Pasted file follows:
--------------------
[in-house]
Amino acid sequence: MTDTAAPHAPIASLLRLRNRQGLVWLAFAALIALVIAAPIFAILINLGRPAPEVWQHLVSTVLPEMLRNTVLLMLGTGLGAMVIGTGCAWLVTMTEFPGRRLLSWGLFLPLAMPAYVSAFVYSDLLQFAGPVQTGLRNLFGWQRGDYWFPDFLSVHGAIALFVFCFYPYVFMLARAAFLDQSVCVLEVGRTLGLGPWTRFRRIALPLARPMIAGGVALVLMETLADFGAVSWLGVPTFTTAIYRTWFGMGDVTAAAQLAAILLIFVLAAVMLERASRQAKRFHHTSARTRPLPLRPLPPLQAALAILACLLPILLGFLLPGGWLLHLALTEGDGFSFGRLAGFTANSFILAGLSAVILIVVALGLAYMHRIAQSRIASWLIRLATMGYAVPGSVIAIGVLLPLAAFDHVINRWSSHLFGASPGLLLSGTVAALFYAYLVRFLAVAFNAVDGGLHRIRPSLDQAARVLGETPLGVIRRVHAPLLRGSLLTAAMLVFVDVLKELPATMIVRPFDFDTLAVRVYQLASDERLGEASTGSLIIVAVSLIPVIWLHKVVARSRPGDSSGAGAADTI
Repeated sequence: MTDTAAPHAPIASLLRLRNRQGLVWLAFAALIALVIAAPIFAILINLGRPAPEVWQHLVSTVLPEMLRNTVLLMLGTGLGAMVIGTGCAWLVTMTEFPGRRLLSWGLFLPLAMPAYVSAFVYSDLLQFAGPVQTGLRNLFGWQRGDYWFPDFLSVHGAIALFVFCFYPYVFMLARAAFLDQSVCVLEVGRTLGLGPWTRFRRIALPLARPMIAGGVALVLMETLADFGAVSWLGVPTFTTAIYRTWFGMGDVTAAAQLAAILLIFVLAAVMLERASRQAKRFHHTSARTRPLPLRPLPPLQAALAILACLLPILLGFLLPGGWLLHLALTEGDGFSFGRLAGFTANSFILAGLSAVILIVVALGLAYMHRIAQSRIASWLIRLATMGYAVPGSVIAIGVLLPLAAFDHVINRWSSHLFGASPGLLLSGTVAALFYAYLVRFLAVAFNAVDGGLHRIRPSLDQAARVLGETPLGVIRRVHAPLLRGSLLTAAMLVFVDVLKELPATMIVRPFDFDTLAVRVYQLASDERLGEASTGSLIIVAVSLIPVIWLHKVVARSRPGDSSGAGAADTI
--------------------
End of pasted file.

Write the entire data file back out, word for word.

[in-house]
Amino acid sequence: MTDTAAPHAPIASLLRLRNRQGLVWLAFAALIALVIAAPIFAILINLGRPAPEVWQHLVSTVLPEMLRNTVLLMLGTGLGAMVIGTGCAWLVTMTEFPGRRLLSWGLFLPLAMPAYVSAFVYSDLLQFAGPVQTGLRNLFGWQRGDYWFPDFLSVHGAIALFVFCFYPYVFMLARAAFLDQSVCVLEVGRTLGLGPWTRFRRIALPLARPMIAGGVALVLMETLADFGAVSWLGVPTFTTAIYRTWFGMGDVTAAAQLAAILLIFVLAAVMLERASRQAKRFHHTSARTRPLPLRPLPPLQAALAILACLLPILLGFLLPGGWLLHLALTEGDGFSFGRLAGFTANSFILAGLSAVILIVVALGLAYMHRIAQSRIASWLIRLATMGYAVPGSVIAIGVLLPLAAFDHVINRWSSHLFGASPGLLLSGTVAALFYAYLVRFLAVAFNAVDGGLHRIRPSLDQAARVLGETPLGVIRRVHAPLLRGSLLTAAMLVFVDVLKELPATMIVRPFDFDTLAVRVYQLASDERLGEASTGSLIIVAVSLIPVIWLHKVVARSRPGDSSGAGAADTI
Repeated sequence: MTDTAAPHAPIASLLRLRNRQGLVWLAFAALIALVIAAPIFAILINLGRPAPEVWQHLVSTVLPEMLRNTVLLMLGTGLGAMVIGTGCAWLVTMTEFPGRRLLSWGLFLPLAMPAYVSAFVYSDLLQFAGPVQTGLRNLFGWQRGDYWFPDFLSVHGAIALFVFCFYPYVFMLARAAFLDQSVCVLEVGRTLGLGPWTRFRRIALPLARPMIAGGVALVLMETLADFGAVSWLGVPTFTTAIYRTWFGMGDVTAAAQLAAILLIFVLAAVMLERASRQAKRFHHTSARTRPLPLRPLPPLQAALAILACLLPILLGFLLPGGWLLHLALTEGDGFSFGRLAGFTANSFILAGLSAVILIVVALGLAYMHRIAQSRIASWLIRLATMGYAVPGSVIAIGVLLPLAAFDHVINRWSSHLFGASPGLLLSGTVAALFYAYLVRFLAVAFNAVDGGLHRIRPSLDQAARVLGETPLGVIRRVHAPLLRGSLLTAAMLVFVDVLKELPATMIVRPFDFDTLAVRVYQLASDERLGEASTGSLIIVAVSLIPVIWLHKVVARSRPGDSSGAGAADTI